Stopping winter hydro disconnections may increase your bill
Hydro companies says people will accumulate thousands in debt that other customers will have to pay for
A push from Ontario's energy minister to stop winter disconnections could cause hydro rates to increase, according to some utility companies.
Last week, minister Glenn Thibeault wrote a letter to all hydro companies asking them not to cut off the hydro to residents having trouble paying their bills during the winter.
Now he says he'll put through legislation this week to force electricity companies to comply.
In Ontario, a hydro company can disconnect people's electricity if they aren't paying their bill, provided it gives them at least 10 days warning.
Until last week, companies like Greater Sudbury Utilities would disconnect homes — unless the temperature dipped below -20 Celcius.
Winter disconnection ban failed in 2002
Disconnecting the power is one of the only ways for hydro companies to prevent someone from racking up hundreds, even thousands of dollars in unpaid hydro bills, according to Sudbury utility spokesperson Wendy Watson.
Watson says that was the case when the province banned cold-weather disconnections during the winter of 2002-2003.
"What happened then, is there was no way they could pay their bills. They defaulted, we had to write off a whole bunch of bad debts," she said.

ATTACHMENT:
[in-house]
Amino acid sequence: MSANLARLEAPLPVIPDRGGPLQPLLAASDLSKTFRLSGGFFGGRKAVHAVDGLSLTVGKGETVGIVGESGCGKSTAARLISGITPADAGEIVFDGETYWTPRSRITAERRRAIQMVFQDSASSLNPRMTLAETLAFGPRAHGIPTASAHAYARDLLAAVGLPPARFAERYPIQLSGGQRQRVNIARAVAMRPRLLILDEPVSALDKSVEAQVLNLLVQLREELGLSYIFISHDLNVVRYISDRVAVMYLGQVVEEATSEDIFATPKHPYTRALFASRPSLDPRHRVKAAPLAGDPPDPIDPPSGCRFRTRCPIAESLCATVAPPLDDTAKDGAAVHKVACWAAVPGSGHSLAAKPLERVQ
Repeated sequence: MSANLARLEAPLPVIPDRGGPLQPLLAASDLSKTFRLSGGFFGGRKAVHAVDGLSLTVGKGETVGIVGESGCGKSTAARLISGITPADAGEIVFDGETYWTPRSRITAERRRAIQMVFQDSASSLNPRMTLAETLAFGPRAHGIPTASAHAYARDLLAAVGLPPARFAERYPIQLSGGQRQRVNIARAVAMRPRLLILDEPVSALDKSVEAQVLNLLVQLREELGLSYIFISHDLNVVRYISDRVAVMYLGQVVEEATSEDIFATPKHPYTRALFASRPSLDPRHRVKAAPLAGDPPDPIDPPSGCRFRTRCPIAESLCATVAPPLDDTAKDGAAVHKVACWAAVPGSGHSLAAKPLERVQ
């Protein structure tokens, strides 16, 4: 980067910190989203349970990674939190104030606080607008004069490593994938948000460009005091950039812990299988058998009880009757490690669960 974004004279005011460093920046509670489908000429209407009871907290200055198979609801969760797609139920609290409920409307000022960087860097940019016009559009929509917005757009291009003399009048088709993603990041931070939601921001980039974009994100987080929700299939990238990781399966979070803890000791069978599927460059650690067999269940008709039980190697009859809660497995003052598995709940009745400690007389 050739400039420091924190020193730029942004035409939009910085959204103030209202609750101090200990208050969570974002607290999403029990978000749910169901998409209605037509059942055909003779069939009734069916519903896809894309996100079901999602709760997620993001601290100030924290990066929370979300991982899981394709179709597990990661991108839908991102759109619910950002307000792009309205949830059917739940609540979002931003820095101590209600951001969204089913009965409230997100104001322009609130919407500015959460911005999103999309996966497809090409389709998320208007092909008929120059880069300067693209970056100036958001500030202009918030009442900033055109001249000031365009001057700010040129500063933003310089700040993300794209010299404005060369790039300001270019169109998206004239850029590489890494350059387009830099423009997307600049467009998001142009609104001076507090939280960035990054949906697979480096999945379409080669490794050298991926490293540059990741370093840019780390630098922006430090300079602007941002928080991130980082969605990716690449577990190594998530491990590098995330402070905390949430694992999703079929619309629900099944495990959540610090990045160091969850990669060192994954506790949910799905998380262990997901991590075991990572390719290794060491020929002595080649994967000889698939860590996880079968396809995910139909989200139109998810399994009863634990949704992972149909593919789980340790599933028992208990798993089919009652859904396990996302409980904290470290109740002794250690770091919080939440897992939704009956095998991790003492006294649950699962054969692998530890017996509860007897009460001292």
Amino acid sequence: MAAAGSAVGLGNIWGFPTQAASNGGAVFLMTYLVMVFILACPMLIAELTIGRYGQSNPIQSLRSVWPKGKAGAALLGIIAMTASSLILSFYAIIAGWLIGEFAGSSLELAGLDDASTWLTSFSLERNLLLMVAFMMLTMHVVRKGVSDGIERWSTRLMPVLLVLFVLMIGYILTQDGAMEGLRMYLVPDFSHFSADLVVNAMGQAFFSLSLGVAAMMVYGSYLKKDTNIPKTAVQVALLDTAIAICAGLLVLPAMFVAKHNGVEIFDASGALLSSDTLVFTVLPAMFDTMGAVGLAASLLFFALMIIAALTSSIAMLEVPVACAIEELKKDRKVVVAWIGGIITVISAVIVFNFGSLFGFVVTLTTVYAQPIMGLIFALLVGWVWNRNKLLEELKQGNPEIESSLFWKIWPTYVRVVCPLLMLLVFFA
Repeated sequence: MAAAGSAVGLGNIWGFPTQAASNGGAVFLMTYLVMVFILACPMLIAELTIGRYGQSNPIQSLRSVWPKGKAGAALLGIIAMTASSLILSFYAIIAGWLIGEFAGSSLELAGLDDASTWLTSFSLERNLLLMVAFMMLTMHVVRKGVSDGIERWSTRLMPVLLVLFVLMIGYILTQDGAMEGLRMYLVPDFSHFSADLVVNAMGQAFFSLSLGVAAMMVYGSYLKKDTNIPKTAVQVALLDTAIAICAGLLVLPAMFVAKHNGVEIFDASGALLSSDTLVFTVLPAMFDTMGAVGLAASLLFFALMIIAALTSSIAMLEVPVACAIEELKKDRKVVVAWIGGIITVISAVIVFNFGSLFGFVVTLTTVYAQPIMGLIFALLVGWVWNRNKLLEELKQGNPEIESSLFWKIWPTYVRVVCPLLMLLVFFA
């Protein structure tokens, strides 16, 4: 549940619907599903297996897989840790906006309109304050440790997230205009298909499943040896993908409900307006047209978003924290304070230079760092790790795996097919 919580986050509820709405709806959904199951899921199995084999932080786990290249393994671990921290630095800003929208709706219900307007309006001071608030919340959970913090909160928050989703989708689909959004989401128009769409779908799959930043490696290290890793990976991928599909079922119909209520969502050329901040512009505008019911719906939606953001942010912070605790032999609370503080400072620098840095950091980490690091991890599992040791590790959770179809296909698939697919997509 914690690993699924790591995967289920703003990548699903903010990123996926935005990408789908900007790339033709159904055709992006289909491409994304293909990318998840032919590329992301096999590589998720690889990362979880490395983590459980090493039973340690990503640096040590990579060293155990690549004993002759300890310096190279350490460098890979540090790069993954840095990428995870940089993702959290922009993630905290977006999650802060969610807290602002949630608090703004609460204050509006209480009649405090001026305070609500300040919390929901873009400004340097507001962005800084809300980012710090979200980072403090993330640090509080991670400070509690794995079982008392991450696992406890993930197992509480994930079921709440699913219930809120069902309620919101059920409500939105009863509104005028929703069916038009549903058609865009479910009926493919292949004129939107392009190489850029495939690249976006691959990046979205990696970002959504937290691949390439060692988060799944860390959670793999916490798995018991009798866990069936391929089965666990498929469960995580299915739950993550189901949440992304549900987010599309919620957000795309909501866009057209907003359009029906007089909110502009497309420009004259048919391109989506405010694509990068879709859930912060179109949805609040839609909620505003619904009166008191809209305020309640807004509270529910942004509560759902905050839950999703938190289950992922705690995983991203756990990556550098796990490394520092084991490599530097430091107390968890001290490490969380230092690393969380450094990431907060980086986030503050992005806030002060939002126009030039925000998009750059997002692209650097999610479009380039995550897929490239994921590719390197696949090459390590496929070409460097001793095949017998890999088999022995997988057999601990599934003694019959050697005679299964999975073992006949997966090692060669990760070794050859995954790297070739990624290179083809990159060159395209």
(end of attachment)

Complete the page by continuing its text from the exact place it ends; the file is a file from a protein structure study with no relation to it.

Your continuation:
"That impacts the 99.9 per cent of the customers [who] pay their bills on time, because then we have to write-off those bad debts, and that affects everyone's rates. It causes the rates to go up," she said.
"It's not like a car dealership where you have a car payment, and if you default on the payment, they're going to come and grab the car. We can't do that with [electricity]."
Real issue is commodity price, utility says
Smaller utilities could have a particularly difficult time absorbing bad debt, according to Giordan Zin, who is with PUC Hydro. The electricity supplier for Sault Ste. Marie and Espanola has fewer than 40,000 customers combined.
When people don't pay their bills in Sault Ste. Marie, Zin said PUC uses 'load limiters' to allow only a small amount of electricity into the home. In Espanola, the company does disconnect power unless it is below -10 degrees Celcius.
"We're not Hydro One. We're not a massive conglomerate. Taking a hit like that will be challenging," he said.
"Nobody wants to get disconnected in the winter. But it doesn't solve the problem. We're just kicking the can down the road. If they want to provide real relief for Ontarians, it's addressing the rising [commodity] price of electricity that's gotten out of control."
The minister's decision to target companies who disconnect power is a band-aid solution, according to Joseph LeBlanc, executive director of Sudbury's Social Planning Council.
The charity, which provides emergency funds to people who can't pay their hydro bill, receives dozens of applications every year from people in the city who are at risk of having their power cut off.
LeBlanc said he's concerned a moratorium on winter disconnects could cause major issues when the weather warms up.
"I think [people] will be cut off in the spring, without addressing the income security issue. Yes, it would alleviate people freezing to death, but I don't think that's where the line is in Ontario 2017," he said.
The real solution needs to come from making sure people are being paid enough to pay their bills in the first place, he said.
The Ontario Liberals hope to pass legislation banning cold-weather disconnects by next winter.